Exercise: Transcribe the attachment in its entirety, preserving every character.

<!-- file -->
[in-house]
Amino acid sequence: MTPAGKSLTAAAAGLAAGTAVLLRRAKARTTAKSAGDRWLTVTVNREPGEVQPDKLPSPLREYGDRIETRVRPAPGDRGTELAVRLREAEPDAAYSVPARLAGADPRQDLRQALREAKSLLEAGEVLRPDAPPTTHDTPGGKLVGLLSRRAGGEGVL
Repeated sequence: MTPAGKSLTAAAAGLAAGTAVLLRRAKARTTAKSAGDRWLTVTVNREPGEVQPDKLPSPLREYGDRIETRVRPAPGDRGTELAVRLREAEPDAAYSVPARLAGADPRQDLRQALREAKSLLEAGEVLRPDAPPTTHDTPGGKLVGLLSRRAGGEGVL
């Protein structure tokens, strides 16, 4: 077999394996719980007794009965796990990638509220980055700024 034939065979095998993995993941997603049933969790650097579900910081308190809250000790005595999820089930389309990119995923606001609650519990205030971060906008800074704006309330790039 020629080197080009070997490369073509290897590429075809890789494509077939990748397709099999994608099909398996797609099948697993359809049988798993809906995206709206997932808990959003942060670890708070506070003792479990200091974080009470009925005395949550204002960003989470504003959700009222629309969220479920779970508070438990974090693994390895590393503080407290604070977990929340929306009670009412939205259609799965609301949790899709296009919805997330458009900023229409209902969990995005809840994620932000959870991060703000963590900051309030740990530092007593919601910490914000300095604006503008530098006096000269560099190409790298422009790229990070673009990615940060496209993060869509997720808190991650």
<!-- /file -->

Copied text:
[in-house]
Amino acid sequence: MTPAGKSLTAAAAGLAAGTAVLLRRAKARTTAKSAGDRWLTVTVNREPGEVQPDKLPSPLREYGDRIETRVRPAPGDRGTELAVRLREAEPDAAYSVPARLAGADPRQDLRQALREAKSLLEAGEVLRPDAPPTTHDTPGGKLVGLLSRRAGGEGVL
Repeated sequence: MTPAGKSLTAAAAGLAAGTAVLLRRAKARTTAKSAGDRWLTVTVNREPGEVQPDKLPSPLREYGDRIETRVRPAPGDRGTELAVRLREAEPDAAYSVPARLAGADPRQDLRQALREAKSLLEAGEVLRPDAPPTTHDTPGGKLVGLLSRRAGGEGVL
């Protein structure tokens, strides 16, 4: 077999394996719980007794009965796990990638509220980055700024 034939065979095998993995993941997603049933969790650097579900910081308190809250000790005595999820089930389309990119995923606001609650519990205030971060906008800074704006309330790039 020629080197080009070997490369073509290897590429075809890789494509077939990748397709099999994608099909398996797609099948697993359809049988798993809906995206709206997932808990959003942060670890708070506070003792479990200091974080009470009925005395949550204002960003989470504003959700009222629309969220479920779970508070438990974090693994390895590393503080407290604070977990929340929306009670009412939205259609799965609301949790899709296009919805997330458009900023229409209902969990995005809840994620932000959870991060703000963590900051309030740990530092007593919601910490914000300095604006503008530098006096000269560099190409790298422009790229990070673009990615940060496209993060869509997720808190991650």